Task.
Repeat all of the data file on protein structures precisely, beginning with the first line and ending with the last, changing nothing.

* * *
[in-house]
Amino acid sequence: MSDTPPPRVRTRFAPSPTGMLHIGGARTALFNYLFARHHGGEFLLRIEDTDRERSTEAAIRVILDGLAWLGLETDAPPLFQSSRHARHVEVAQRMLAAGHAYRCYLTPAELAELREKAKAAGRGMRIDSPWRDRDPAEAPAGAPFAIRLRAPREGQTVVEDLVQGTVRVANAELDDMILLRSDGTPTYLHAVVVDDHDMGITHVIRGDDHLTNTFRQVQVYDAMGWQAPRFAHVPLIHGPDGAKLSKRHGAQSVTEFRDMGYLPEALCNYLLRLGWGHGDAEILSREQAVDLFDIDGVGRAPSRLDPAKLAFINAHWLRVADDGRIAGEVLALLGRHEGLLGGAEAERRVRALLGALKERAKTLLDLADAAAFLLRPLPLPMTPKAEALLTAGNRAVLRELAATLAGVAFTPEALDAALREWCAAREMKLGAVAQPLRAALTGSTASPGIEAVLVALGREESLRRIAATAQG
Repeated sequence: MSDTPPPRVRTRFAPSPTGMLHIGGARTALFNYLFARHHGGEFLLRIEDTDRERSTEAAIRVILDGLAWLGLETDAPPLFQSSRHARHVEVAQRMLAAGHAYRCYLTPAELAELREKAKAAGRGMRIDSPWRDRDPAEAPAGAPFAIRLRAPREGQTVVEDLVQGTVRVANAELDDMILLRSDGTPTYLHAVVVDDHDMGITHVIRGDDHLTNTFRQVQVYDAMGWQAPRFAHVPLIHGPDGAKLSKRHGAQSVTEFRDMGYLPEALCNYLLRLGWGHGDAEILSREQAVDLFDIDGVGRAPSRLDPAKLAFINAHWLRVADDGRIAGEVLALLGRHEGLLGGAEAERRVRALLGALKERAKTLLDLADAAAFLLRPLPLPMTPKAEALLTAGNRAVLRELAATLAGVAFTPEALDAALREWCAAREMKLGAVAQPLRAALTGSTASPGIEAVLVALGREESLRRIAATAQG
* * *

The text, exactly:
[in-house]
Amino acid sequence: MSDTPPPRVRTRFAPSPTGMLHIGGARTALFNYLFARHHGGEFLLRIEDTDRERSTEAAIRVILDGLAWLGLETDAPPLFQSSRHARHVEVAQRMLAAGHAYRCYLTPAELAELREKAKAAGRGMRIDSPWRDRDPAEAPAGAPFAIRLRAPREGQTVVEDLVQGTVRVANAELDDMILLRSDGTPTYLHAVVVDDHDMGITHVIRGDDHLTNTFRQVQVYDAMGWQAPRFAHVPLIHGPDGAKLSKRHGAQSVTEFRDMGYLPEALCNYLLRLGWGHGDAEILSREQAVDLFDIDGVGRAPSRLDPAKLAFINAHWLRVADDGRIAGEVLALLGRHEGLLGGAEAERRVRALLGALKERAKTLLDLADAAAFLLRPLPLPMTPKAEALLTAGNRAVLRELAATLAGVAFTPEALDAALREWCAAREMKLGAVAQPLRAALTGSTASPGIEAVLVALGREESLRRIAATAQG
Repeated sequence: MSDTPPPRVRTRFAPSPTGMLHIGGARTALFNYLFARHHGGEFLLRIEDTDRERSTEAAIRVILDGLAWLGLETDAPPLFQSSRHARHVEVAQRMLAAGHAYRCYLTPAELAELREKAKAAGRGMRIDSPWRDRDPAEAPAGAPFAIRLRAPREGQTVVEDLVQGTVRVANAELDDMILLRSDGTPTYLHAVVVDDHDMGITHVIRGDDHLTNTFRQVQVYDAMGWQAPRFAHVPLIHGPDGAKLSKRHGAQSVTEFRDMGYLPEALCNYLLRLGWGHGDAEILSREQAVDLFDIDGVGRAPSRLDPAKLAFINAHWLRVADDGRIAGEVLALLGRHEGLLGGAEAERRVRALLGALKERAKTLLDLADAAAFLLRPLPLPMTPKAEALLTAGNRAVLRELAATLAGVAFTPEALDAALREWCAAREMKLGAVAQPLRAALTGSTASPGIEAVLVALGREESLRRIAATAQG